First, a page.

Analyzes and controls defense mechanisms

The concept of defense refers to the action to avoid external damage, however for psychoanalysis the defense is against internal damage.

For example, the sensation of internal discomfort caused by anguish generates in him or a defensive action with the purpose of protecting the internal integrity of the individual against displeasure.

It is built from personal interaction

The “I” is nourished by the relationship with its environment, shaping the bulk of its behavior through relationships with other individuals, situation analysis and decision-making.

Elements that constitute the Self

There are three levels that make up the psyche: conscious , preconscious, and unconscioustag. These account for psychic processes and work interrelated with each other, they do not have a neurological location or a place in the human organism.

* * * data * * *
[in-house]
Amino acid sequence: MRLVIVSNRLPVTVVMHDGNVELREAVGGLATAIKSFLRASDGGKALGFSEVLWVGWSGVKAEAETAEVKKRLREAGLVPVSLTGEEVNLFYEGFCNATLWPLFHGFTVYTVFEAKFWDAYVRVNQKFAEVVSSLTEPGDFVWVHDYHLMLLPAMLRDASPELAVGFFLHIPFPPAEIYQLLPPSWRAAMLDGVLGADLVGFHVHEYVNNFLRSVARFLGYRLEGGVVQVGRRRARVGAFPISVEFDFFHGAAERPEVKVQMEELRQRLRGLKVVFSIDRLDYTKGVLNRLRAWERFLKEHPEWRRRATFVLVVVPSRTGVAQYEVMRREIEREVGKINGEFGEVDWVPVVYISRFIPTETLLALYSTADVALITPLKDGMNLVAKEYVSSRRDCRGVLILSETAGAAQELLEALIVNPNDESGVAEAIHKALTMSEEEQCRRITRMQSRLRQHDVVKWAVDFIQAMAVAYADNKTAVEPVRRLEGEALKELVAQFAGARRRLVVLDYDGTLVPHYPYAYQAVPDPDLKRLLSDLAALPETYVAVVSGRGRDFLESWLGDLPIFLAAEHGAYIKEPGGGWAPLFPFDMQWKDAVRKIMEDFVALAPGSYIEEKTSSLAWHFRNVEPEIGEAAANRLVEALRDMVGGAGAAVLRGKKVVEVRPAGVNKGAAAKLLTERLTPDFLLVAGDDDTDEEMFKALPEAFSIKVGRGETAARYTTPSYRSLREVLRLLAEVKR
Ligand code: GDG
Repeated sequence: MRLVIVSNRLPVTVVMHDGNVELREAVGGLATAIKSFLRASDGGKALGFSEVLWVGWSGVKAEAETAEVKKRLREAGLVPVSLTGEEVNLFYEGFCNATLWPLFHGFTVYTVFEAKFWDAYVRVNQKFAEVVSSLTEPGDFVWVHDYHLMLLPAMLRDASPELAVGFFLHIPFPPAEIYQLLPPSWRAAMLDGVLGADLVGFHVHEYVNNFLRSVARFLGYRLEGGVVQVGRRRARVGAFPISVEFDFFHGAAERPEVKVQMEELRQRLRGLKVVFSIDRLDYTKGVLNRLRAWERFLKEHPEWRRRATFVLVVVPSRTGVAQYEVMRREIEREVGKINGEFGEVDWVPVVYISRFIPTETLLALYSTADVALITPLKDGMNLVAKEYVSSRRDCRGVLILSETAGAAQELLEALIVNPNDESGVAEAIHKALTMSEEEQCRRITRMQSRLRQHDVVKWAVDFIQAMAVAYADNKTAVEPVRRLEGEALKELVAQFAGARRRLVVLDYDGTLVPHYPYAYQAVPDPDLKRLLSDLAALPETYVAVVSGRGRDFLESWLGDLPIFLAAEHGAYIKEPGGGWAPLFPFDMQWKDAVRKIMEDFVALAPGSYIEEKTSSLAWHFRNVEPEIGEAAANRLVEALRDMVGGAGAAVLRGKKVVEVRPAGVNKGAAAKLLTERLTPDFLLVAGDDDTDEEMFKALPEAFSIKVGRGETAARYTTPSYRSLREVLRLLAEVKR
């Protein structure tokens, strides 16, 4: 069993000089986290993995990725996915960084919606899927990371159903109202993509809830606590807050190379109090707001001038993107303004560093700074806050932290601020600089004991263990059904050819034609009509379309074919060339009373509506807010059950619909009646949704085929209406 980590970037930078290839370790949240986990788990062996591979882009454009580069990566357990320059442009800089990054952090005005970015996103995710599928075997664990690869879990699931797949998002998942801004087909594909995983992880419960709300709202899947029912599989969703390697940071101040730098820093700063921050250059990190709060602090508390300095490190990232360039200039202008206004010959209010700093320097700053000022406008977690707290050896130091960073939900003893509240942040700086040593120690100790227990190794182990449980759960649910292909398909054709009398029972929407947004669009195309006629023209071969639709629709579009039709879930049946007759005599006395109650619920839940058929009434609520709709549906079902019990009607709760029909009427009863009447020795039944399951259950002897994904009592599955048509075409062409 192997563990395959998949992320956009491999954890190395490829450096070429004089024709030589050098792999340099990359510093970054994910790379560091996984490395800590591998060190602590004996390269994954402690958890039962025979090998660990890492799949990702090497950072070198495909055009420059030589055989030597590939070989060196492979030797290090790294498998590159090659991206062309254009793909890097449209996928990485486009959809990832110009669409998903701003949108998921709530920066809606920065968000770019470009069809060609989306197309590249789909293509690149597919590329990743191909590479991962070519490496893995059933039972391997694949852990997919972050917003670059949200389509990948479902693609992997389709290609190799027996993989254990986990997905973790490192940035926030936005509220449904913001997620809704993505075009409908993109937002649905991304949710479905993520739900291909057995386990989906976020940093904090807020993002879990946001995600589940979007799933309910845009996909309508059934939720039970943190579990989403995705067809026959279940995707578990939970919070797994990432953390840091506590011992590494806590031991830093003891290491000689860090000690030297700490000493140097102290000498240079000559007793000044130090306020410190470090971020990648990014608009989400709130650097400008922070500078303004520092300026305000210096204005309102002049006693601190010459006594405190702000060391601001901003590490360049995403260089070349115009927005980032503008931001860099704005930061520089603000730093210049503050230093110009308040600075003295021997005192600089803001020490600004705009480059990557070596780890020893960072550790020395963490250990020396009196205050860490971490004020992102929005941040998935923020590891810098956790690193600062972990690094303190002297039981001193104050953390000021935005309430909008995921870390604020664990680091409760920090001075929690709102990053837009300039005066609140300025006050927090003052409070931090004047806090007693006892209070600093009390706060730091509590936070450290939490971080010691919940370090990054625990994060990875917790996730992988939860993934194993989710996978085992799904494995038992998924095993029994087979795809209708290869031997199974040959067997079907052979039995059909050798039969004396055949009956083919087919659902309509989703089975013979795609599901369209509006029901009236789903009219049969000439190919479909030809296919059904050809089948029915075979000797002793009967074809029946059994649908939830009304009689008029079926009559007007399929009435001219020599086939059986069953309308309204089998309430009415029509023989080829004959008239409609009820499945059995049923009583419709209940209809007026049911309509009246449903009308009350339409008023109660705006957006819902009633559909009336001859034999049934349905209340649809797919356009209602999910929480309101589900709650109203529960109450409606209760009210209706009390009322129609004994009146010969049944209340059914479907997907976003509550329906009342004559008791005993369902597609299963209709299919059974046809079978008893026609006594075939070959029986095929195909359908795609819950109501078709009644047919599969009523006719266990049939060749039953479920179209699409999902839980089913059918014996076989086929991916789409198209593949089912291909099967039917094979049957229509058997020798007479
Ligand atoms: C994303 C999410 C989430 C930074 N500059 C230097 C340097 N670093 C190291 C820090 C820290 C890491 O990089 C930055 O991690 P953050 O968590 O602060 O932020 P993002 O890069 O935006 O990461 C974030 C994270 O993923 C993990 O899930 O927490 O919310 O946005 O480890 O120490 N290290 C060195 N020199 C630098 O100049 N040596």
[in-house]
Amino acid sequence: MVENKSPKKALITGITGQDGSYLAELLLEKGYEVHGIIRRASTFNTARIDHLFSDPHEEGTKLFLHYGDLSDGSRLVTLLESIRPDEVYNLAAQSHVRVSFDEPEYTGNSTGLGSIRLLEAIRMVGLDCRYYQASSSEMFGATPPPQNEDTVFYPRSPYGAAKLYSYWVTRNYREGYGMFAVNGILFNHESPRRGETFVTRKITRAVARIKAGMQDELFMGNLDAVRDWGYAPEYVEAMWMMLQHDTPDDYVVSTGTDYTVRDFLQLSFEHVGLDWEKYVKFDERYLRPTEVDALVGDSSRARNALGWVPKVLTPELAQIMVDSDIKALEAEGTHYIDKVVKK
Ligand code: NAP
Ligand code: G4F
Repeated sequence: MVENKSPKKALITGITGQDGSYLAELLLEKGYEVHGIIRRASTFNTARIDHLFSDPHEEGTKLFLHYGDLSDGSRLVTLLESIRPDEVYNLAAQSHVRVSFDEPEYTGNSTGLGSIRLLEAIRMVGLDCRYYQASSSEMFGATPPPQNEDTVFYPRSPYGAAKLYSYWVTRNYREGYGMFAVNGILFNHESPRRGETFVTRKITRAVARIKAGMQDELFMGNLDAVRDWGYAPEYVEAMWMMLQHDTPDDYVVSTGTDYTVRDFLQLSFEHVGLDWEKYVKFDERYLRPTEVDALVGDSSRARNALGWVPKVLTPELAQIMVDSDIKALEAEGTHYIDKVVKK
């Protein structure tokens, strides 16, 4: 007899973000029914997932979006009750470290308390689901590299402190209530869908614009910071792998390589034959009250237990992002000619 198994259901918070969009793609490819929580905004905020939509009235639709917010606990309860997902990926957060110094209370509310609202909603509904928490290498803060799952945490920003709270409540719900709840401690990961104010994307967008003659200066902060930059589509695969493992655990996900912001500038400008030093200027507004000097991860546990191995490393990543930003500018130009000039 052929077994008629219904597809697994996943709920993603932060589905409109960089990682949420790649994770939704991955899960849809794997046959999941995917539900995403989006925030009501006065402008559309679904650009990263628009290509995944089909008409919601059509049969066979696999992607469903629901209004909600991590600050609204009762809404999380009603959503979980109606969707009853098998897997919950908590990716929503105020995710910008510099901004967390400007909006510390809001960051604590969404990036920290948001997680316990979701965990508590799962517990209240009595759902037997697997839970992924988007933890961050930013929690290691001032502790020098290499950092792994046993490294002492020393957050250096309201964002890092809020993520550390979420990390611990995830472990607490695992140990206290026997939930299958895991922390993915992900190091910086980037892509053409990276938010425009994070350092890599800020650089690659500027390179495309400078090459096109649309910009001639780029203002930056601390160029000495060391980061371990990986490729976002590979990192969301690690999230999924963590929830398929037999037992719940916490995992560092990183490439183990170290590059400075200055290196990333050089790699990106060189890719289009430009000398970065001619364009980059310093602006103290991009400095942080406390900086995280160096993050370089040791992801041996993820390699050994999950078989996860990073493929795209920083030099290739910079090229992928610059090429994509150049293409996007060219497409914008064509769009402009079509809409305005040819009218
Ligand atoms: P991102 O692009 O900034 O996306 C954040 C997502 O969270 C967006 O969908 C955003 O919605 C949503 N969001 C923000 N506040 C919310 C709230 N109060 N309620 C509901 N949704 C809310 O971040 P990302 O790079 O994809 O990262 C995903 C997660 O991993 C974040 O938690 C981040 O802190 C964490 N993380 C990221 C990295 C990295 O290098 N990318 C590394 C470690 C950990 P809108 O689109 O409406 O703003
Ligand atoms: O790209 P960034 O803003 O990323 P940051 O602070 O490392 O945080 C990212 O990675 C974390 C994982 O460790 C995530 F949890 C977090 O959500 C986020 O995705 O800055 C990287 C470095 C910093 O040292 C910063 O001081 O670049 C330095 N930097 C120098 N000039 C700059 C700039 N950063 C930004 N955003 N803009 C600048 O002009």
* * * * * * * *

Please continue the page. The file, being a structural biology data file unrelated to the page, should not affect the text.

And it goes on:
conscious elements

It is the most accessible of the psychic apparatus or human Psyche, it is made up of what is perceived. It is everything that is registered through the senses: sight, smell, taste, motor skills, as well as what happens within the subject (memories, desires, feelings,emotions , among others).

Through consciousness it is possible to know things reflectively. The conscious system is managed with the principle of reality, in the here and now, respects temporality, is governed by logical laws and adapts to the context.

preconscious elements